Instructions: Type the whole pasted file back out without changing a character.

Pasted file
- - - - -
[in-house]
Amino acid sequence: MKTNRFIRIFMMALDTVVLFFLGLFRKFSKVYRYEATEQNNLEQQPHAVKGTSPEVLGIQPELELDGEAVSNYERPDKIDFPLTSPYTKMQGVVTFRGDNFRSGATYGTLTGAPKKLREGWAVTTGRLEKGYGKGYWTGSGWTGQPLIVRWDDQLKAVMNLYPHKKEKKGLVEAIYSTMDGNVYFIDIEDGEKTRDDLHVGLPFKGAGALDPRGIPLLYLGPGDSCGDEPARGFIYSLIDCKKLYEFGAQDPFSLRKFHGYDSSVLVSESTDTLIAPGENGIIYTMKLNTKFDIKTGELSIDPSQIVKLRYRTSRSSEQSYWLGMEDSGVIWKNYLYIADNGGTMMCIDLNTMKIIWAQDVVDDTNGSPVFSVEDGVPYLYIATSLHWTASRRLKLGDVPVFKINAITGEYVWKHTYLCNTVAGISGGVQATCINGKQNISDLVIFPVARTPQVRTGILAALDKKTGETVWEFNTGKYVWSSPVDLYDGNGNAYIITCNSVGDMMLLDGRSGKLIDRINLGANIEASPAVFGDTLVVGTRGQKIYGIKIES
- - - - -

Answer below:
[in-house]
Amino acid sequence: MKTNRFIRIFMMALDTVVLFFLGLFRKFSKVYRYEATEQNNLEQQPHAVKGTSPEVLGIQPELELDGEAVSNYERPDKIDFPLTSPYTKMQGVVTFRGDNFRSGATYGTLTGAPKKLREGWAVTTGRLEKGYGKGYWTGSGWTGQPLIVRWDDQLKAVMNLYPHKKEKKGLVEAIYSTMDGNVYFIDIEDGEKTRDDLHVGLPFKGAGALDPRGIPLLYLGPGDSCGDEPARGFIYSLIDCKKLYEFGAQDPFSLRKFHGYDSSVLVSESTDTLIAPGENGIIYTMKLNTKFDIKTGELSIDPSQIVKLRYRTSRSSEQSYWLGMEDSGVIWKNYLYIADNGGTMMCIDLNTMKIIWAQDVVDDTNGSPVFSVEDGVPYLYIATSLHWTASRRLKLGDVPVFKINAITGEYVWKHTYLCNTVAGISGGVQATCINGKQNISDLVIFPVARTPQVRTGILAALDKKTGETVWEFNTGKYVWSSPVDLYDGNGNAYIITCNSVGDMMLLDGRSGKLIDRINLGANIEASPAVFGDTLVVGTRGQKIYGIKIES